I got mom to her appointment on time. The nurse offered me a dose also, since I’m mom’s exclusive caregiver. I gladly accepted. We’ll return in 30-days for our second round of the Moderna vaccine — and we’ll be one small step closer to a reconfigured normal. Through most of my ride though, prior to our vaccinations, I reflected quite a bit on mom’s year of confinement. 

I got a lump in my throat thinking about the old woman who, just one year ago, stepped into a pandemic. I got a few lumps more, thinking about the much older woman who will now attempt to step beyond it. Mom, 90, has lived through the Great Depression, World War II, the polio epidemic, and now this. Hard to imagine, but COVID is the one which has impacted her most, despite that she’s been kept in isolation — or perhaps because of that.

Mom’s had a safe year. If nothing else, her life has been comfortable during the pandemic. If she lost anything, it was her schedule of regular activities — which was also her conduit to all human connections. Prior to the pandemic, mom had reasons to leave the house every day, reasons to speak, and reasons to listen.

Two days a week she took exercise classes at the local community center. She also participated with a meditation group at our library. She and I ate lunch out several times a week, and were often invited over to the homes of my clients for lunch or dinner. We regularly walked at Oceanside Harbor, after feeding the seagulls our leftover fish ‘n’ chips. All of those activities were good for her. Then one day, they just disappeared.

Also prior to the pandemic, I took her to one of the local markets every day, put a shopping a car in her hands, and gave her an hour to walk up and down the isles, just to look at things and say hello to the people she saw along the way. It wasn’t exactly step aerobics, but it was daily exercise and socialization — which I had no way to duplicate once the stay-at-home protocol began.

Mom’s loss during the pandemic has been the cognitive and physical stimulation all those activities provided her. Though there’s no way to measure those losses, it’s clear that she’s a different person than she was a year ago. Of course she would have continued to age without COVID, but I suspect her decline wouldn’t have been as steep.

In a month mom will get her second dose of the vaccine, and following proper protocols, I’ll begin taking her to restaurants and markets again, but on a limited basis. I’ll be taking somebody though, who can’t walk as far, who can’t process as well, who can’t remember as much, and who won’t recognize anyone she sees. 

My mother will be living with collateral damage from the virus. Her life may have been spared during the pandemic, but her physical and cognitive health have been compromised forever. And everywhere around us, whether we see them or not, there are tens of thousands more just like her. Please keep your eyes and hearts open to them. They’ll need our patience. 

This is what I think about when I ride… Jhciacb

This week by the numbers…

Bikes Ridden: 7

Miles: 191

Climbing: 8,400’

Mph Avg: 15.7

Calories: 11,000

Seat Time: 12 hours 07 minutes

Whether you ride a bike or not, thank you for taking the time to ride along with me today. If you haven’t already, please scroll up and subscribe. If you like what you read, give it a like and a share. If not, just keep scrollin’. Oh, and there’s this from Ozomatli. Enjoy…!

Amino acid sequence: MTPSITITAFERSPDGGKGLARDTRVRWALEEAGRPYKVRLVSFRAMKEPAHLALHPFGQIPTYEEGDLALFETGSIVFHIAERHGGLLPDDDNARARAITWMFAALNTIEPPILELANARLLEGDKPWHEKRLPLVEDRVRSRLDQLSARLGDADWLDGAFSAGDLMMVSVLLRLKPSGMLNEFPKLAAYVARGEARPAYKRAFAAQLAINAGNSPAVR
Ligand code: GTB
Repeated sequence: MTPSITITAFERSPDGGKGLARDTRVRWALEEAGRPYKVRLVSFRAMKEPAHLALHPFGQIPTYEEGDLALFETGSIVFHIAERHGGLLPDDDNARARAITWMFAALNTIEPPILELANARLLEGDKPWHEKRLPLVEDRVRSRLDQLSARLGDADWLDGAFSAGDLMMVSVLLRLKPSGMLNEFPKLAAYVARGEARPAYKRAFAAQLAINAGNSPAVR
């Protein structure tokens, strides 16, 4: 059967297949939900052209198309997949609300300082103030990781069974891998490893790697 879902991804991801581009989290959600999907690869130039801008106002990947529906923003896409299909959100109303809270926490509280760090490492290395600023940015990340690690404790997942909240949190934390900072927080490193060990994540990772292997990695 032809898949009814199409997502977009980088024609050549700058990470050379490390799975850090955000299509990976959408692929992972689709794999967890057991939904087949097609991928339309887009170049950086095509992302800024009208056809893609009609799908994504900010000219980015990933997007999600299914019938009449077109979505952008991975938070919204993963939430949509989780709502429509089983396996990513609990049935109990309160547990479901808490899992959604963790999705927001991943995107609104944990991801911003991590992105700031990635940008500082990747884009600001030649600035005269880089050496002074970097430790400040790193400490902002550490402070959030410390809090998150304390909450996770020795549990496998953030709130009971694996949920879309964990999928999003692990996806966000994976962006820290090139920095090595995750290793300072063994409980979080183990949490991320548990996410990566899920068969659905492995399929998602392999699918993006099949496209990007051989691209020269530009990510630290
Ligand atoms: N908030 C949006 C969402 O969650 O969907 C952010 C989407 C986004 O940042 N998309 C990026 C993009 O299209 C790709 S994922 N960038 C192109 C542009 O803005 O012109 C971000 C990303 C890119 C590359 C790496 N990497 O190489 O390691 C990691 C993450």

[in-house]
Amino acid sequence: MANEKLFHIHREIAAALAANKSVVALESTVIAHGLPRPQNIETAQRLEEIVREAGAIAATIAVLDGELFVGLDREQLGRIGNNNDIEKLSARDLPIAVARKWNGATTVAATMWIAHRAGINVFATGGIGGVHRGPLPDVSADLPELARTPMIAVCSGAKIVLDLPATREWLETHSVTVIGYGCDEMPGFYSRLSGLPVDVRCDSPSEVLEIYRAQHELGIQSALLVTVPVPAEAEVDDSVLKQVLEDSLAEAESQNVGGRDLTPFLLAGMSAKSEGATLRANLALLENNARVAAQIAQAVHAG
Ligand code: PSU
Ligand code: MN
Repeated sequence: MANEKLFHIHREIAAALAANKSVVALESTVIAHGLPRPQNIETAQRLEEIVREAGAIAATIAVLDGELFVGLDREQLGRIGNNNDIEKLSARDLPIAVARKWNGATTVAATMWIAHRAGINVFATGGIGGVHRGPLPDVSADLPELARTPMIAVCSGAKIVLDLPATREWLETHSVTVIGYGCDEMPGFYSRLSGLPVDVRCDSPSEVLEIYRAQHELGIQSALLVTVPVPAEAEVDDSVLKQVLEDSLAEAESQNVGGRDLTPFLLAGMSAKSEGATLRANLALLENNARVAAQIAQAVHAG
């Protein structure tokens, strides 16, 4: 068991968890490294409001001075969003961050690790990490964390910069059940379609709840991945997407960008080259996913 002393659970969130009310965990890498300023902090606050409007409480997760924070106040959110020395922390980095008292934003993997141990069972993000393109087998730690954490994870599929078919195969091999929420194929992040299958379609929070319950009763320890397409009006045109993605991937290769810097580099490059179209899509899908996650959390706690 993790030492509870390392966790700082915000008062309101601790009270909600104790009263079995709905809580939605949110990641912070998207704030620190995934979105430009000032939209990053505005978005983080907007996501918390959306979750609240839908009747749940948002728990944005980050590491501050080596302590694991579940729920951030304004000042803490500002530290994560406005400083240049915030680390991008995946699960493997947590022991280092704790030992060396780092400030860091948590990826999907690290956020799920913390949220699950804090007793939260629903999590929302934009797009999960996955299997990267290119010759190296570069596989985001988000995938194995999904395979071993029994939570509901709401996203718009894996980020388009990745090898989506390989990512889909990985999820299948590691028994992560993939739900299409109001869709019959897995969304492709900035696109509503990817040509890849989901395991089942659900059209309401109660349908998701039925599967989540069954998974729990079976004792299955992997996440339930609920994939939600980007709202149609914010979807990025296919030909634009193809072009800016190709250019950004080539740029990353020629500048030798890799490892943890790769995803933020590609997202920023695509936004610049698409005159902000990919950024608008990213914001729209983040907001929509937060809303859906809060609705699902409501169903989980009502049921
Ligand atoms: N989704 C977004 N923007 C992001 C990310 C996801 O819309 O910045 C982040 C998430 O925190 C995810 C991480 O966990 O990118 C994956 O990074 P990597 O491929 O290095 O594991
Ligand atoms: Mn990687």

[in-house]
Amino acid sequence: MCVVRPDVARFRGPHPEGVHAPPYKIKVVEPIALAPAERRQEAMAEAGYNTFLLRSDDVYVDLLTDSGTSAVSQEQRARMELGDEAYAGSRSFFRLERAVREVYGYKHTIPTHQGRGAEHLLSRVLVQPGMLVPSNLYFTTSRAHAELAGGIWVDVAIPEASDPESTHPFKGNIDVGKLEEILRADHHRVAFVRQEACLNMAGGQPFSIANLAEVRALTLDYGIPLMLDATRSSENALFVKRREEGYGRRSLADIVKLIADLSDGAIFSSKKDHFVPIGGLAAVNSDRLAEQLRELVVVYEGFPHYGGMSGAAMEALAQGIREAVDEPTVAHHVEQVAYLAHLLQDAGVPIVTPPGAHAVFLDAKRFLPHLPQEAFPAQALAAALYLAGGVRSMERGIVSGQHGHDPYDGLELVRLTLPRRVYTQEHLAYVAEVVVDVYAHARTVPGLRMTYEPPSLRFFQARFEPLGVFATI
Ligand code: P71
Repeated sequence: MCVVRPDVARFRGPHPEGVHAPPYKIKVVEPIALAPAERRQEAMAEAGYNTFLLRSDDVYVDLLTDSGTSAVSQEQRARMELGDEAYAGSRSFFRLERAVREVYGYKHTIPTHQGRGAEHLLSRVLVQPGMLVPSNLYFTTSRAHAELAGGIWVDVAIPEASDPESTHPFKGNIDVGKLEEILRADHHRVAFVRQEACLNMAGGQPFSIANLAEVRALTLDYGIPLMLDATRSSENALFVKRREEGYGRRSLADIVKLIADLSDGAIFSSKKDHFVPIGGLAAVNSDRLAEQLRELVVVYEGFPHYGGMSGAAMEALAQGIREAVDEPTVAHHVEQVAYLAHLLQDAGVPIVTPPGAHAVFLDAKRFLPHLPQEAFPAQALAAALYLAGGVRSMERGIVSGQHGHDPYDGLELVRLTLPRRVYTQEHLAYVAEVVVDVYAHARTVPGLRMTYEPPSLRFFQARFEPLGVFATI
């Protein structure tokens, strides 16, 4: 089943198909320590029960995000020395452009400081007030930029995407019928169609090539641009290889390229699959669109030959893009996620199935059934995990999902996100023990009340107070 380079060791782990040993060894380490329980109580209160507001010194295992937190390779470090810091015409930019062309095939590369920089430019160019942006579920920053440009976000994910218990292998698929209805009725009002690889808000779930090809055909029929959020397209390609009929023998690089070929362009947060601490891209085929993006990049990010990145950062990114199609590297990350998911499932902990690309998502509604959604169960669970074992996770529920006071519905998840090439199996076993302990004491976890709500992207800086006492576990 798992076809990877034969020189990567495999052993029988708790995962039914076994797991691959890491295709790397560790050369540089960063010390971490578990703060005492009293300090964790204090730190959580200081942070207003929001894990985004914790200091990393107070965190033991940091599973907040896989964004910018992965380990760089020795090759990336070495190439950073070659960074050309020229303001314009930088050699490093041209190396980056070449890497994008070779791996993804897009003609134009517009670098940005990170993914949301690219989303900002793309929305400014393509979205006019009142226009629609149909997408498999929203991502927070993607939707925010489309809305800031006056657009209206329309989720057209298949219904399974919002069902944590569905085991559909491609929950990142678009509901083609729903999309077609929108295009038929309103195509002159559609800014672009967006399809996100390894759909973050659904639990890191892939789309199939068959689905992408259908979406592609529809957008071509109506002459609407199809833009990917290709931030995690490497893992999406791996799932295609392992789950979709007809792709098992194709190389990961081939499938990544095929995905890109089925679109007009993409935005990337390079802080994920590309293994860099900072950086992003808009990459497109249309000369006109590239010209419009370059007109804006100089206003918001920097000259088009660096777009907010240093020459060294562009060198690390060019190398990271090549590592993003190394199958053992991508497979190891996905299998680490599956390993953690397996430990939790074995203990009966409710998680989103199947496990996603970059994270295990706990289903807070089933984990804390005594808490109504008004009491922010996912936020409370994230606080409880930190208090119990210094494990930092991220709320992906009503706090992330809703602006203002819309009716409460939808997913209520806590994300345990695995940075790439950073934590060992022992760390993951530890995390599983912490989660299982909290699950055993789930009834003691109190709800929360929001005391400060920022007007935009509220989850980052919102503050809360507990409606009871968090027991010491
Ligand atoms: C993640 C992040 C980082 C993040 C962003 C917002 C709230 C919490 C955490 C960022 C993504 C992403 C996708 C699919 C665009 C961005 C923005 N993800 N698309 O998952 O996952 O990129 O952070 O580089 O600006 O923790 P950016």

Groundhog Night…

Groundhog Night…

Yesterday was Groundhog Day. Most of us learn about that in early elementary school. From there, we advance to the adult world, spending most of our lives unable to remember if we get an early spring or longer winter if the groundhog sees his shadow. Fortunately, there’s always somebody the water-cooler to set us straight.

Today though, Groundhog Day is most associated with the movie by the same name, starring Bill Murray and Andie MacDowell. Groundhog Day, the movie, is about being trapped in time, and reliving the same day over and over again. On a visceral level, most of us feel that way each day of our lives, myself included. Here we go again.

These days, at the end of all my Groundhog Days, I also get to live Groundhog Nights — as I attempt to write these musings.

Somewhere around 8:15 each evening, I suggest to my mom that she prepare for bed. As she does, I settle into the sofa and begin grasping for fragments of thoughts from my rolling meditations, to turn into stories. That’s when Groundhog Night sets in.

My mom gets up, takes two soft peppermints from the candy dish, and retires to her bedroom.

A few minutes later she returns to say goodnight to me and the dog, takes a couple more peppermints, and heads to her bedroom once again.

Shortly after that, she returns — to hand me her Life Alert pendant, says goodnight to me and the dog, takes a couple more peppermints, and goes back to her room.

Maybe 15 or 20 minutes later, she emerges to check the kitchen appliances — to make sure they’re unplugged. She takes a couple more peppermints, says goodnight to me and the dog, and returns to her room.

As I survive these interruptions and develop a rhythm to my writing, I hear her bedroom door crack open yet again.

Shit.

She steps out, lets me know that there are no lights on at the house next door and that I shouldn’t go outside. She thinks they may be up to no good. She takes two more peppermints, says goodnight to me and the dog, and goes back to bed.

God, strike me with lightning if I’m exaggerating…